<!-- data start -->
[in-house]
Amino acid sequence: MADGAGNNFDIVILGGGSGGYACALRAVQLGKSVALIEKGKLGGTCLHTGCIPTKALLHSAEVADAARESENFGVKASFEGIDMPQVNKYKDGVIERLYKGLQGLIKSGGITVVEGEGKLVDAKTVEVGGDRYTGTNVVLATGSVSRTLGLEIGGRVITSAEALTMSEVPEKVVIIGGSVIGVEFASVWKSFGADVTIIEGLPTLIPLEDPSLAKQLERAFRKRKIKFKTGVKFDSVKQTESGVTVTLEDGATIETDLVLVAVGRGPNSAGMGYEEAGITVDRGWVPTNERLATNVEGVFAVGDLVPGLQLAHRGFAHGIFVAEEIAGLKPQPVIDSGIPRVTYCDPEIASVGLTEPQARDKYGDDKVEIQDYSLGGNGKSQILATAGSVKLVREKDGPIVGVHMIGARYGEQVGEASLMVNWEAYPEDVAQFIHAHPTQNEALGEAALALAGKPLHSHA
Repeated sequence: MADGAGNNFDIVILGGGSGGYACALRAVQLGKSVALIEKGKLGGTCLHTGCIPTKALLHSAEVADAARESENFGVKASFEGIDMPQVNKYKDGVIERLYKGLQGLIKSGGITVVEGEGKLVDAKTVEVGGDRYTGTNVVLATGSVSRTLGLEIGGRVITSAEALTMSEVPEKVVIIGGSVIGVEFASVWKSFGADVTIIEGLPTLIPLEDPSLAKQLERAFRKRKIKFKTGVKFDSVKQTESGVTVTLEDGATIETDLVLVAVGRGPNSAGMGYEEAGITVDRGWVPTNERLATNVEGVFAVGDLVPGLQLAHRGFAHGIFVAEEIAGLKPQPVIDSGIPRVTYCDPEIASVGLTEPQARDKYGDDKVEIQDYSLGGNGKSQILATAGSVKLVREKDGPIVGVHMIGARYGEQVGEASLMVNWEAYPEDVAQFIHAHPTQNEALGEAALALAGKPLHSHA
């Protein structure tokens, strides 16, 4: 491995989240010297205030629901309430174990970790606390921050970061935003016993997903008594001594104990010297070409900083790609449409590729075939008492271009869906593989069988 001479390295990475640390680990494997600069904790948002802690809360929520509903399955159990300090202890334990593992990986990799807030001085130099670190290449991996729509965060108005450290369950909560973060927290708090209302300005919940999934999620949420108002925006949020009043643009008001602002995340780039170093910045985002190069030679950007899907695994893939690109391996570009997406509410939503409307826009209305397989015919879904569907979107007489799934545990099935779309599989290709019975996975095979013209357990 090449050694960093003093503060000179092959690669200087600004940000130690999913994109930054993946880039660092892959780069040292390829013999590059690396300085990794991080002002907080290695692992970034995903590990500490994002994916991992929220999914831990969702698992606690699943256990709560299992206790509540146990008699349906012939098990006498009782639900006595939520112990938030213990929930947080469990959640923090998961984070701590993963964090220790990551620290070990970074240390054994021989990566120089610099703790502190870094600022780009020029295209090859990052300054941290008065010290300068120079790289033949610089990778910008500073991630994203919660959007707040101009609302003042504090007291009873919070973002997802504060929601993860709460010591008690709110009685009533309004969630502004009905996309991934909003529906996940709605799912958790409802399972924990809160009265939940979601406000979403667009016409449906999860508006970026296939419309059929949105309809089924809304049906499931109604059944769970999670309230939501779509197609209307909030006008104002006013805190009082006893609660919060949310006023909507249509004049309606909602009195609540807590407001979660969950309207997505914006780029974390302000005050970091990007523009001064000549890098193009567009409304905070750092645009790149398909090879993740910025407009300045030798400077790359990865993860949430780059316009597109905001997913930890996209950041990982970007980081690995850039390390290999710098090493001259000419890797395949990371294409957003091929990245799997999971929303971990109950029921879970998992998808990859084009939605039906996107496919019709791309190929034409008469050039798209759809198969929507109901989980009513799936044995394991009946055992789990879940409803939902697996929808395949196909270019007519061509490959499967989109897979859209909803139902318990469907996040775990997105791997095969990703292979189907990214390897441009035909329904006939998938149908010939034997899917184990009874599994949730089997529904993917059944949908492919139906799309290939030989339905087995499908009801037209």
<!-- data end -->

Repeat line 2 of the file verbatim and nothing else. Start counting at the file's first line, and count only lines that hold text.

Amino acid sequence: MADGAGNNFDIVILGGGSGGYACALRAVQLGKSVALIEKGKLGGTCLHTGCIPTKALLHSAEVADAARESENFGVKASFEGIDMPQVNKYKDGVIERLYKGLQGLIKSGGITVVEGEGKLVDAKTVEVGGDRYTGTNVVLATGSVSRTLGLEIGGRVITSAEALTMSEVPEKVVIIGGSVIGVEFASVWKSFGADVTIIEGLPTLIPLEDPSLAKQLERAFRKRKIKFKTGVKFDSVKQTESGVTVTLEDGATIETDLVLVAVGRGPNSAGMGYEEAGITVDRGWVPTNERLATNVEGVFAVGDLVPGLQLAHRGFAHGIFVAEEIAGLKPQPVIDSGIPRVTYCDPEIASVGLTEPQARDKYGDDKVEIQDYSLGGNGKSQILATAGSVKLVREKDGPIVGVHMIGARYGEQVGEASLMVNWEAYPEDVAQFIHAHPTQNEALGEAALALAGKPLHSHA